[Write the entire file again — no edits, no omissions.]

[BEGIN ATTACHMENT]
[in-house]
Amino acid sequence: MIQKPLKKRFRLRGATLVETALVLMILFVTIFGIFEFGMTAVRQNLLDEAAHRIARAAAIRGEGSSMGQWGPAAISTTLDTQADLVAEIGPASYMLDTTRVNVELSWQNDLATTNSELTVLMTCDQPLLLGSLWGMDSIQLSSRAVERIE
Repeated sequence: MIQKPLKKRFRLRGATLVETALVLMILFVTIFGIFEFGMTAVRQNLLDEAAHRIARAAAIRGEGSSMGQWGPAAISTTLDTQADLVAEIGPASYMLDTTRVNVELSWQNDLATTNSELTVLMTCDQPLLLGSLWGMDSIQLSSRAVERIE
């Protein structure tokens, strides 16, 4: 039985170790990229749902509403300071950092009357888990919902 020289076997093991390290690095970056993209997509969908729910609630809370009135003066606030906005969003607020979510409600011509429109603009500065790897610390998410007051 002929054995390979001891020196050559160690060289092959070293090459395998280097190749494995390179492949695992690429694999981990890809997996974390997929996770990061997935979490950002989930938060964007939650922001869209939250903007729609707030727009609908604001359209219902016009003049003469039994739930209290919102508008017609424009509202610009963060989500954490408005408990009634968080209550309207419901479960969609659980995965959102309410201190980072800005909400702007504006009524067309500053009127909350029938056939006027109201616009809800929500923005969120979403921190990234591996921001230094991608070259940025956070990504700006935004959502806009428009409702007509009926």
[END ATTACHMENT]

[in-house]
Amino acid sequence: MIQKPLKKRFRLRGATLVETALVLMILFVTIFGIFEFGMTAVRQNLLDEAAHRIARAAAIRGEGSSMGQWGPAAISTTLDTQADLVAEIGPASYMLDTTRVNVELSWQNDLATTNSELTVLMTCDQPLLLGSLWGMDSIQLSSRAVERIE
Repeated sequence: MIQKPLKKRFRLRGATLVETALVLMILFVTIFGIFEFGMTAVRQNLLDEAAHRIARAAAIRGEGSSMGQWGPAAISTTLDTQADLVAEIGPASYMLDTTRVNVELSWQNDLATTNSELTVLMTCDQPLLLGSLWGMDSIQLSSRAVERIE
């Protein structure tokens, strides 16, 4: 039985170790990229749902509403300071950092009357888990919902 020289076997093991390290690095970056993209997509969908729910609630809370009135003066606030906005969003607020979510409600011509429109603009500065790897610390998410007051 002929054995390979001891020196050559160690060289092959070293090459395998280097190749494995390179492949695992690429694999981990890809997996974390997929996770990061997935979490950002989930938060964007939650922001869209939250903007729609707030727009609908604001359209219902016009003049003469039994739930209290919102508008017609424009509202610009963060989500954490408005408990009634968080209550309207419901479960969609659980995965959102309410201190980072800005909400702007504006009524067309500053009127909350029938056939006027109201616009809800929500923005969120979403921190990234591996921001230094991608070259940025956070990504700006935004959502806009428009409702007509009926």